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Yealmpton community page|
Yealmpton is located within South Hams local authority area. Historically it formed part of Plympton Hundred. It falls within Plympton Deanery for ecclesiastical purposes. The Deaneries are used to arrange the typescript Church Notes of B.F.Cresswell which are held in the Westcountry Studies Library. The population was 993 in 1801 937 in 1901 . Figures for other years are available on the local studies website. In 1641/2 195 adult males signed the Protestation returns.
Maps: The image below is of the Yealmpton area on Donn's one inch to the mile survey of 1765.
On the County Series Ordnance Survey mapping the area is to be found on 1:2,500 sheet 124/16 Six inch (1:10560) sheet 124SE
Illustrations: The image below is of Yealmpton as included in the Library's Etched on Devon's memory website. Other images can be searched for on the local studies catalogue.
Extract from Devon by W.G.Hoskins (1954), included by kind permission of the copyright holder:
YEALMPTON (pron. Yampton) stands just above the head of the Yealm estuary. The church (St. Bartholomew) was rebuilt by Butterfield, in 1850, in the Decorated style. Mr. John Betjeman considers it "the most amazing" Victorian church in Devon. The walls are inlaid with a variety of local marbles (polished limestones), and in the pillars a black and a grey marble alternate. There are a number of memorials to local families, notably a good brass to Sir John Crocker of Lyneham (1508).
Kitley is the most interesting house in the district. The estate came in the reign of Henry VIII to the Pollexfens, who built a considerable house here. In 1710 the property passed to Pollexfen Bastard, whose father had married the Pollexfen heiress, and he reconstructed the house. The fine early Georgian staircase of this house survives. In 1820-25 Kitley was again remodelled by G. S. Repton in the "Gothic Revival" style to express the antiquity of the Bastard family. The interior of the house (except the staircase hall) is entirely Late Regency, the library being an especially notable example of untouched decoration of this period. There are some fine portraits in the house.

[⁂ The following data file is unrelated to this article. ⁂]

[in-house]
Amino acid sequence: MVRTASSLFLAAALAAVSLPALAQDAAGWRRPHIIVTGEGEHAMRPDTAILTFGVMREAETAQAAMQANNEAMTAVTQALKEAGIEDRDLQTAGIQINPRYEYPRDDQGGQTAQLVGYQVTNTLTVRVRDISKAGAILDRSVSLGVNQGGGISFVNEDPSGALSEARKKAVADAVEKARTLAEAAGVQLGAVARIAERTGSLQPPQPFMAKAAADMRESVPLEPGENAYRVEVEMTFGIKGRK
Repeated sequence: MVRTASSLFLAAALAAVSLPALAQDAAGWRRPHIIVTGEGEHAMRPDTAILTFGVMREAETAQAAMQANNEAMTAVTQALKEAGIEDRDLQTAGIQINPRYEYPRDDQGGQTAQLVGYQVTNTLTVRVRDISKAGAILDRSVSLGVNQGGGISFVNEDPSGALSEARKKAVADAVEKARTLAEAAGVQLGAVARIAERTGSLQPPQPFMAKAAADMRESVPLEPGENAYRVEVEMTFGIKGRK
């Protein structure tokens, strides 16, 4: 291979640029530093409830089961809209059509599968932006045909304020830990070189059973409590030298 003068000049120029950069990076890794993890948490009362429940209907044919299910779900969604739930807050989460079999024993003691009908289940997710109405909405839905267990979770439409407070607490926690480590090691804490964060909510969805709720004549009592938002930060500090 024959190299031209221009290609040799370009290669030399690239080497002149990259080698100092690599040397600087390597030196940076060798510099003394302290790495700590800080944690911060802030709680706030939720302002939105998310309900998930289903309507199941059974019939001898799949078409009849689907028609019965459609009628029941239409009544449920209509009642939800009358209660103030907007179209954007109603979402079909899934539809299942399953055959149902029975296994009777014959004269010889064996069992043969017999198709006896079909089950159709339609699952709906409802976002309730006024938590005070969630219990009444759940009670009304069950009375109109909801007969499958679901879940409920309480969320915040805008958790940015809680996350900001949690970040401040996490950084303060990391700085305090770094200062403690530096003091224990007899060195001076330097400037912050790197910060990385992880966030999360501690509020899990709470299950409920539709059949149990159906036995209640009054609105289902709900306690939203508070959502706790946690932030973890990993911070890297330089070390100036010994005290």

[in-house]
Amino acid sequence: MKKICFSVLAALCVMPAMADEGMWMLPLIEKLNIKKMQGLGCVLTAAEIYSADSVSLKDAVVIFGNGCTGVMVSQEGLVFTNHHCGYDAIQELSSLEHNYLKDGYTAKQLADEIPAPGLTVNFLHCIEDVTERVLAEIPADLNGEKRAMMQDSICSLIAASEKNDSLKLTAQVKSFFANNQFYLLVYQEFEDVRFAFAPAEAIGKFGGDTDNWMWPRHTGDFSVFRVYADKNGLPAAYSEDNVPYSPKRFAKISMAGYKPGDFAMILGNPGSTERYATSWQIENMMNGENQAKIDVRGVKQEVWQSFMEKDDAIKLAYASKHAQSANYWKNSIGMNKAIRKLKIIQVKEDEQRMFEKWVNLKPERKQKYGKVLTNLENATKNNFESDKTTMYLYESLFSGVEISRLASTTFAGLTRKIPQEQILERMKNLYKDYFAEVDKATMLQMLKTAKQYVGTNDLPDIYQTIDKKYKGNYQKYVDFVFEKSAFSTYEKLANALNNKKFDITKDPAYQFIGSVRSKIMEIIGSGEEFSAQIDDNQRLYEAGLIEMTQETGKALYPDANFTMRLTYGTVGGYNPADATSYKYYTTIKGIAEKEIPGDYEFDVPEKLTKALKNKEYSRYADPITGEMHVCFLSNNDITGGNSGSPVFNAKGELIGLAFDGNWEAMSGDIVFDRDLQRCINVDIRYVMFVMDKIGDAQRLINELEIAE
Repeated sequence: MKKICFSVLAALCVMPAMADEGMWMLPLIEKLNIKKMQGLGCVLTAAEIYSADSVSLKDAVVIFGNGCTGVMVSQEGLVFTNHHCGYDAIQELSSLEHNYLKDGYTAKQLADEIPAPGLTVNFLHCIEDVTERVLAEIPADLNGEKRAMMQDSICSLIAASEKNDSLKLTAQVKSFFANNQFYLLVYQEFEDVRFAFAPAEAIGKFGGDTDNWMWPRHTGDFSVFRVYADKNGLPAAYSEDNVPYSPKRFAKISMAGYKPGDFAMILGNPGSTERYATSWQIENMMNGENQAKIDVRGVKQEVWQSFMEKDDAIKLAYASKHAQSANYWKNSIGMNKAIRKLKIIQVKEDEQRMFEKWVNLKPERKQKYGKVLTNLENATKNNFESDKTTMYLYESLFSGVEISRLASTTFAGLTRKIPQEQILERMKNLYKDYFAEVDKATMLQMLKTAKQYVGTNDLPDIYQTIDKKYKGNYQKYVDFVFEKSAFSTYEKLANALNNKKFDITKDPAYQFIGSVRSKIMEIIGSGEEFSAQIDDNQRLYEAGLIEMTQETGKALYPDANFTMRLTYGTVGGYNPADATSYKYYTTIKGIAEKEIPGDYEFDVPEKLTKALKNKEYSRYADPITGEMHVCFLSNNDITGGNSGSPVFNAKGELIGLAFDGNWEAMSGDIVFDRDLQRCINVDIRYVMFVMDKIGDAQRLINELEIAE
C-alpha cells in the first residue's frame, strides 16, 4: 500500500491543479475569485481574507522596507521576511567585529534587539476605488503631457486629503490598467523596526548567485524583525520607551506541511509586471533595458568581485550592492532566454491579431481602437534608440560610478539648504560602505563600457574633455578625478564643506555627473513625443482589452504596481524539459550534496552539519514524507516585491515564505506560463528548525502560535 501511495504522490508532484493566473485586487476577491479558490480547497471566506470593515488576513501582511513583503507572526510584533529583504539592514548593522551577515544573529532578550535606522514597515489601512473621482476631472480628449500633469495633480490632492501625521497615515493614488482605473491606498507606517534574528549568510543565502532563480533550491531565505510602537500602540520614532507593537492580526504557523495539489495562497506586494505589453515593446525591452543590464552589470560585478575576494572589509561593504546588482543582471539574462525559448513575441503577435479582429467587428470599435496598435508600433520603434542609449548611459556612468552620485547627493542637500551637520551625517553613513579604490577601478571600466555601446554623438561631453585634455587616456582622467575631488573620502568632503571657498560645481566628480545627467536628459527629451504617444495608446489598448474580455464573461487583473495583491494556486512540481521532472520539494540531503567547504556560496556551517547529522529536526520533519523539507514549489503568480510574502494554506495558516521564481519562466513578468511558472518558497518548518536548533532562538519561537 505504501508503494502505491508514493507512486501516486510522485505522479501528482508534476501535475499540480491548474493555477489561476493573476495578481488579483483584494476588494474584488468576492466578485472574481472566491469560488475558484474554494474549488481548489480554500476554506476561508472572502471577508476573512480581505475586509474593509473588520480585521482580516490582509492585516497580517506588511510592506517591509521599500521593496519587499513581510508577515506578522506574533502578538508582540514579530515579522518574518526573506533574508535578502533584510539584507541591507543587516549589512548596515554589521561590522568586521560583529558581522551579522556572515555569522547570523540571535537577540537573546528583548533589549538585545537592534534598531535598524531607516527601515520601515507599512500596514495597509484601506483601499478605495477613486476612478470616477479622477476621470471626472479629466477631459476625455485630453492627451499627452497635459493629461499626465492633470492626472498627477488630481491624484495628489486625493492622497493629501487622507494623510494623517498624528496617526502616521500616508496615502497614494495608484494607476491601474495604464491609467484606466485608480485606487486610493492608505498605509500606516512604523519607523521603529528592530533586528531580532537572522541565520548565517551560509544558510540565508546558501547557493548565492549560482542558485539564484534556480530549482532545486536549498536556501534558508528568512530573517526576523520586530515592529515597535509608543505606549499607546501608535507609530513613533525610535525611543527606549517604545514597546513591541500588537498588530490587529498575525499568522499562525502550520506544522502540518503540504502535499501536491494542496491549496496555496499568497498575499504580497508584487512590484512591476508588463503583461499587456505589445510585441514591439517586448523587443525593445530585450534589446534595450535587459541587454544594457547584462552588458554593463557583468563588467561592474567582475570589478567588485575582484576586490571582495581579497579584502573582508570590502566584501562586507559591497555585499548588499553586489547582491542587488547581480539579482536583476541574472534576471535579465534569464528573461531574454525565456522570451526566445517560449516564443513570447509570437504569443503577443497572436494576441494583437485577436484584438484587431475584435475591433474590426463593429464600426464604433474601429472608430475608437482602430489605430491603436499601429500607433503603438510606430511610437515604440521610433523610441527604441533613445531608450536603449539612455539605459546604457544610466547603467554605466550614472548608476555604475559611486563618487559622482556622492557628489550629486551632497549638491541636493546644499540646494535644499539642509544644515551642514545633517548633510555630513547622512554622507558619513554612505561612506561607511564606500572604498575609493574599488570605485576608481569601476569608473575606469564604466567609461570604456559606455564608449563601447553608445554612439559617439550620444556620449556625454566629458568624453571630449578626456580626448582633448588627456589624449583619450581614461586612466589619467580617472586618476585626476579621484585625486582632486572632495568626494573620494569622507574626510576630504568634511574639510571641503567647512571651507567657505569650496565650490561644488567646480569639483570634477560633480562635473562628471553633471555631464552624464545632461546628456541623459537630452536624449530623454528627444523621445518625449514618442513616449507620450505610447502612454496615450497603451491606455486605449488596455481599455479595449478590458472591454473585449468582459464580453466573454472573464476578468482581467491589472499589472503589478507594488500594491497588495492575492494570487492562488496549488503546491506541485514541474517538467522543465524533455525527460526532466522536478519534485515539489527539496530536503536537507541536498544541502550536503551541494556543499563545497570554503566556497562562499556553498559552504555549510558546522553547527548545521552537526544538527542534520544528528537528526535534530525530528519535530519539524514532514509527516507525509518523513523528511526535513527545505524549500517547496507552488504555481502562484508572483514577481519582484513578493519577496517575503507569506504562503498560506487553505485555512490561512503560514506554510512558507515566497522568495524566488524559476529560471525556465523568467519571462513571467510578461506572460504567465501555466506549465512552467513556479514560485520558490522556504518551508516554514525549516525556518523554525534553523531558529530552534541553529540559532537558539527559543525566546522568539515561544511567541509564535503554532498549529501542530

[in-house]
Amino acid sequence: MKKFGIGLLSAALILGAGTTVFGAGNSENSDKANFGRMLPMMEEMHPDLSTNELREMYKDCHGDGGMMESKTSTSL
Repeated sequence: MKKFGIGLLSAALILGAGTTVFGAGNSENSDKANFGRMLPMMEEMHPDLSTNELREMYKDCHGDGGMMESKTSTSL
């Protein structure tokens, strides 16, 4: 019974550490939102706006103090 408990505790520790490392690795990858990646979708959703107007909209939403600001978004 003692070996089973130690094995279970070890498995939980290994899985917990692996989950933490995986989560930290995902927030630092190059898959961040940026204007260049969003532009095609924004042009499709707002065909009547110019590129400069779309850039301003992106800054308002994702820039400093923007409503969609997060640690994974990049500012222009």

The library at Kitley possesses the only known copy of the first edition of the Mother Hubbard rhymes (1805), which were written here by Sarah Martin. Her sister had married squire Bastard, and Sarah lived with them for a time. Mother Hubbard is said to have been the housekeeper at Kitley.
Of the other houses in the parish, Lyneham was the seat of the ancient family of Crocker, Bowden the seat of a branch of the Coplestones for several generations, and Treby the original home of the family of that name who became prominent in Plympton politics in the 18th century.
|Creator:||Devon Library and Information Services|
|Title:||Yealmpton community page|
|Imprint:||Exeter : Devon Library and Information Services|
|Format:||Web page : HTML|
|Series:||Devon community web pages ; GAZYEA|
|Ref. no.:||WEB GAZYEA|
|Coverage:||Devon . Yealmpton . History . Web pages|
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